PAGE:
Representatives of two of America’s leading bodies for the banking industry have hit out at Robinhood Financial over their checking and savings accounts, which claim to offer an alternative to mainstream bank accounts.
Announcing its new account products last week, Robinhood promised interest of 3% while claiming funds would be invested in the “safest assets,” such as Treasurys. However, industry representatives have pointed out that the accounts are backed by the Securities Investor Protection Corp., but crucially not by the Federal Deposit Insurance Corp., as with regulated bank accounts.
Senior regulatory counsel for the Independent Community Bankers of America, Chris Cole, said there were several concerns that regulators should address. In an interview with the American Banker, Cole said, “This is supposed to be a brokerage account, but they’re running around making it look like a banking account.”
Sarah Grano of the American Bankers Association said that the industry was keen to maintain consumer trust through providing accurate information about deposit protections.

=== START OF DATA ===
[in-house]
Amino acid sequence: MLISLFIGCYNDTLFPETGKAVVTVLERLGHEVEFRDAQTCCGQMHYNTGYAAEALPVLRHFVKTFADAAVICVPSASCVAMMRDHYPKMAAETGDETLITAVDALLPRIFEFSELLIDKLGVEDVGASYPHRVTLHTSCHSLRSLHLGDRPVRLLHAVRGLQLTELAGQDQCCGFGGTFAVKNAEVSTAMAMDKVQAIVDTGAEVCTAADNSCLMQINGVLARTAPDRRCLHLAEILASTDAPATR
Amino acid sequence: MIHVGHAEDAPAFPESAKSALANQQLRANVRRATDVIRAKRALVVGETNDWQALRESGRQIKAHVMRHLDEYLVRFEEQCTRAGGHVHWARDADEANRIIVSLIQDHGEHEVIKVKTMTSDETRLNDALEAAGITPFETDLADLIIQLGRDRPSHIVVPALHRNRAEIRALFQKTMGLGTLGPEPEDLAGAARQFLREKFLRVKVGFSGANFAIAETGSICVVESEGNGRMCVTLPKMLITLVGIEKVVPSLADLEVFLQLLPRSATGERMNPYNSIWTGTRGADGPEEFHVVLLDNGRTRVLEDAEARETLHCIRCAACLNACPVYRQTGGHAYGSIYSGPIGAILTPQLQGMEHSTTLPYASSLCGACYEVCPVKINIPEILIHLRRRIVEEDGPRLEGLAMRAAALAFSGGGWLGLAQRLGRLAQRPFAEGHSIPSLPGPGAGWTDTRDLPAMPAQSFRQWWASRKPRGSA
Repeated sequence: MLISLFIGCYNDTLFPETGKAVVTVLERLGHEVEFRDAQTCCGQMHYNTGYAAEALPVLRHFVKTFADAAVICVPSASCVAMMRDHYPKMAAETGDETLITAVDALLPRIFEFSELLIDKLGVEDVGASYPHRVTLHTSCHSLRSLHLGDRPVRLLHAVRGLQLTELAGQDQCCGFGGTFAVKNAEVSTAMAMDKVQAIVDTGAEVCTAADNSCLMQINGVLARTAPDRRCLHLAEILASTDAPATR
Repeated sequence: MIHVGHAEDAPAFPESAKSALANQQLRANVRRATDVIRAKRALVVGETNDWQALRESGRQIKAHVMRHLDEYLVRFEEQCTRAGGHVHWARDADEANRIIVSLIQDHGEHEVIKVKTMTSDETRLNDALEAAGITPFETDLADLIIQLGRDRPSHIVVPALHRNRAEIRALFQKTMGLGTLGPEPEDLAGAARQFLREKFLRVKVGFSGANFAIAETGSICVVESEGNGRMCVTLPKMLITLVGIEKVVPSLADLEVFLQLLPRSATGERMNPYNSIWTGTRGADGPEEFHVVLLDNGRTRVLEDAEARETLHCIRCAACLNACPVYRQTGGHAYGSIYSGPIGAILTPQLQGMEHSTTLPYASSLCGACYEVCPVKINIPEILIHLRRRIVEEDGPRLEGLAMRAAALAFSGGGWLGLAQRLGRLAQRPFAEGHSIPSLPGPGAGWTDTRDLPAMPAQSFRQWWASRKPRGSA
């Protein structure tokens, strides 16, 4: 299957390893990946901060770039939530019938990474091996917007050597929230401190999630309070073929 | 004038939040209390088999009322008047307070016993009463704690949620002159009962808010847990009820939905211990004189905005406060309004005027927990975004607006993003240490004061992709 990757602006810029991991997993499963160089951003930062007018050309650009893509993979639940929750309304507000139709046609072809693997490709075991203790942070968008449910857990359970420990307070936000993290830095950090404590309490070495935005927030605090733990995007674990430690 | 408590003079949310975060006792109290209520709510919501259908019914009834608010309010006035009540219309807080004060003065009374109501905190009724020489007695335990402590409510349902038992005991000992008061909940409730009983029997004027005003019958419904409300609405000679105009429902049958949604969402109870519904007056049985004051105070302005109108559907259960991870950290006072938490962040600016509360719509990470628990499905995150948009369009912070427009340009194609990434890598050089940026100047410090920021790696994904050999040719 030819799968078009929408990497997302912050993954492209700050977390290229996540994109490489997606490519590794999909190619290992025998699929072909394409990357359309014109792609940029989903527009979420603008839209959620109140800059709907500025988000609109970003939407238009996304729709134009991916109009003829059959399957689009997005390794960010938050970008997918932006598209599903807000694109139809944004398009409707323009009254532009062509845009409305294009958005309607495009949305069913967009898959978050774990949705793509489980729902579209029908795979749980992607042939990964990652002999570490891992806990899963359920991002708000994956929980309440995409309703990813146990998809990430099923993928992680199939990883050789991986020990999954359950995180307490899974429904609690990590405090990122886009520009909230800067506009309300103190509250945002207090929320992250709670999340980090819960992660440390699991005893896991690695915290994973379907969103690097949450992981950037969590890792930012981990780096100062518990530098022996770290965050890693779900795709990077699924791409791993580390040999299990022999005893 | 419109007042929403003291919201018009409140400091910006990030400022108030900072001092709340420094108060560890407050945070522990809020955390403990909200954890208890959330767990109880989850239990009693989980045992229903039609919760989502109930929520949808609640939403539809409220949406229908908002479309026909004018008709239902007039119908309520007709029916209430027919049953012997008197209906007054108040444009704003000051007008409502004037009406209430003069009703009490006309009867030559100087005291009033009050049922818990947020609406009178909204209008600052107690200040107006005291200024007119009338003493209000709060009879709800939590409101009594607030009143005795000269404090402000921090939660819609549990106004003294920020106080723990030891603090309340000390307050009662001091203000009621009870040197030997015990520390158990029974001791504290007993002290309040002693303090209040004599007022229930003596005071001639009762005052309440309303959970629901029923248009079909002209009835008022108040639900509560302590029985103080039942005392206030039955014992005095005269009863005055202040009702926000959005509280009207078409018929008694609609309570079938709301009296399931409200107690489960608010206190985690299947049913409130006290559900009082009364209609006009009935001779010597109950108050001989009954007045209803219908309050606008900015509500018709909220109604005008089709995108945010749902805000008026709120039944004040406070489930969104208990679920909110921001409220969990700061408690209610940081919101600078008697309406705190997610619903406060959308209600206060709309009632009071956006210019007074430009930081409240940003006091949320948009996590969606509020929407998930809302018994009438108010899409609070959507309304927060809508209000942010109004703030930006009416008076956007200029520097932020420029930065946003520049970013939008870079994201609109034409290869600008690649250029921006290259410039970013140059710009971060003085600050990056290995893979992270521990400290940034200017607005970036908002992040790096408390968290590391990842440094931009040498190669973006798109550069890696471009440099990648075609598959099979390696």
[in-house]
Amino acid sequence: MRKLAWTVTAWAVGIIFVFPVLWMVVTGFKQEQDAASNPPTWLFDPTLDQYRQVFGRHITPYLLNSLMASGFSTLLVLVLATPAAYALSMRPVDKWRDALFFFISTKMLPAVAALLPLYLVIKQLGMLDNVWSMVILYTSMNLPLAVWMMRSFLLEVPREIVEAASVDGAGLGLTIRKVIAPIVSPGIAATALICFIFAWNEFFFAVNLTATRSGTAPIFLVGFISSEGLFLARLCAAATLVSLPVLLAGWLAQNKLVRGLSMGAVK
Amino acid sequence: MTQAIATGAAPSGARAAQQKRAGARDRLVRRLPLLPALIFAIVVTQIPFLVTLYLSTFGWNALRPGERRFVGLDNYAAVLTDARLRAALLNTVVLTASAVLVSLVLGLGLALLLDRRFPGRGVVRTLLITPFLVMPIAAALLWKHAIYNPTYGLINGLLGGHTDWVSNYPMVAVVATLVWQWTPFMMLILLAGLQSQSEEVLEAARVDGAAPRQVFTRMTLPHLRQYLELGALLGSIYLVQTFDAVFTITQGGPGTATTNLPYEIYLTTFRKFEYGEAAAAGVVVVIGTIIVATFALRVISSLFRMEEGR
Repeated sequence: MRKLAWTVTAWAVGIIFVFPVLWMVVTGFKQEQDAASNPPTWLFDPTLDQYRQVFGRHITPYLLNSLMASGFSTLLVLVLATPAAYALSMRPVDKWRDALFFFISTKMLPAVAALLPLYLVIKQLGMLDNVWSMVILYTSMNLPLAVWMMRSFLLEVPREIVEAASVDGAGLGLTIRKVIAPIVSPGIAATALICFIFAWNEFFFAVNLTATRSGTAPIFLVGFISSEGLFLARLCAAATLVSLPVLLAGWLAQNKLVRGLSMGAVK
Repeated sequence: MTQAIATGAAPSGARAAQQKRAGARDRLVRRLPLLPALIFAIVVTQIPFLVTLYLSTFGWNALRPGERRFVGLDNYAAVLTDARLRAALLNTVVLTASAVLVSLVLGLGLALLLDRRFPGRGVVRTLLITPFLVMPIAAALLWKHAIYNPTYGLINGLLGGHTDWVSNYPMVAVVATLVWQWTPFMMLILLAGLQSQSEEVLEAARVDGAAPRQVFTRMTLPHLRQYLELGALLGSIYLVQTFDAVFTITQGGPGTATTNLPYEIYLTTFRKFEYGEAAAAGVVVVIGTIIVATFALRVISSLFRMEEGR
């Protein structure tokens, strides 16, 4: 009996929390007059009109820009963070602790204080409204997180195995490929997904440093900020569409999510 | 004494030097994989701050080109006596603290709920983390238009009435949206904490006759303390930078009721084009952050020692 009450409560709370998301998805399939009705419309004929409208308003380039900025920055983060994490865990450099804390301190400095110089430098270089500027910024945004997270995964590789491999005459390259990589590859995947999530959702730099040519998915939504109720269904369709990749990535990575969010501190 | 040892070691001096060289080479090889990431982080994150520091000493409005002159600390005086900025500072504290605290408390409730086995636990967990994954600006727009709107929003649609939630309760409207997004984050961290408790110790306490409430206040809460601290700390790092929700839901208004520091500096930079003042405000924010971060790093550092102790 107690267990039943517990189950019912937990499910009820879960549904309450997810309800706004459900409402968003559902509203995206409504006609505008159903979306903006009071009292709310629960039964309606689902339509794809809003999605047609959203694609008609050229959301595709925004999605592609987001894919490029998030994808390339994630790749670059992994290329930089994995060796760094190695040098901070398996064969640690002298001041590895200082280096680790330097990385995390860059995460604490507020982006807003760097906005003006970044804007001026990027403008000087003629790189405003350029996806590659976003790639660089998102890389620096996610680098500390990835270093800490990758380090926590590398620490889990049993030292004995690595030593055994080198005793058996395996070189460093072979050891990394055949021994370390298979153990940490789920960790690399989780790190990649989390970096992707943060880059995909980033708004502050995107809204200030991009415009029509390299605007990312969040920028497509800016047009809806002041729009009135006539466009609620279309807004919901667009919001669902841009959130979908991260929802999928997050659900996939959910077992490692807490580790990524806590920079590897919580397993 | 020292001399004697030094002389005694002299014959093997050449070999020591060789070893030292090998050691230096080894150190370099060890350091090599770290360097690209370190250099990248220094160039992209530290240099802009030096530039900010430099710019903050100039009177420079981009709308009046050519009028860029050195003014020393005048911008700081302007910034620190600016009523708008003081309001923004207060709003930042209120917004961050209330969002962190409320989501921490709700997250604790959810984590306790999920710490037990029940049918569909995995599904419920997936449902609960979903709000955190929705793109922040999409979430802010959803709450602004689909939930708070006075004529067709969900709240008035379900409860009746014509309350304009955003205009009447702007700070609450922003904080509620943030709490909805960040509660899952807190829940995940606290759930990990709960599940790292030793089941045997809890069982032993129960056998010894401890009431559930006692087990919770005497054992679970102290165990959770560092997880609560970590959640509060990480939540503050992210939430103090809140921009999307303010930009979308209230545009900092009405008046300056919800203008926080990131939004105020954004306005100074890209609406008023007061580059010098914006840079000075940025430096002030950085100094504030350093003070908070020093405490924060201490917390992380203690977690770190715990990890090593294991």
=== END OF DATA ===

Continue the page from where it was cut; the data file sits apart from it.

“Consumer trust is critical to the safety and soundness of the banking system, and that is why it is so important that consumers have clear and accurate information about deposit insurance,” Grano noted.
Robinhood has previously met with the Office of Comptroller of the Currency, which would be a precursory step to gaining banking approval. In November, Joseph Otting, of the Office of Comptroller of the Currency, said many fintech firms who had initially sought banking approval changed course after learning of the requirements.
Otting said at the time, “There were probably 250 fintech companies that thought they wanted to be a bank. But as people started to realize what it took to be a bank, that you had to have capital and liquidity and policies and procedures and risk management, often that is completely the opposite of what a fintech company is, which is quickness to market.”
There was no suggestion Robinhood was amongst those companies. It remains to be seen whether regulators agree with the banking industry and its concerns over the accounts and their marketing.
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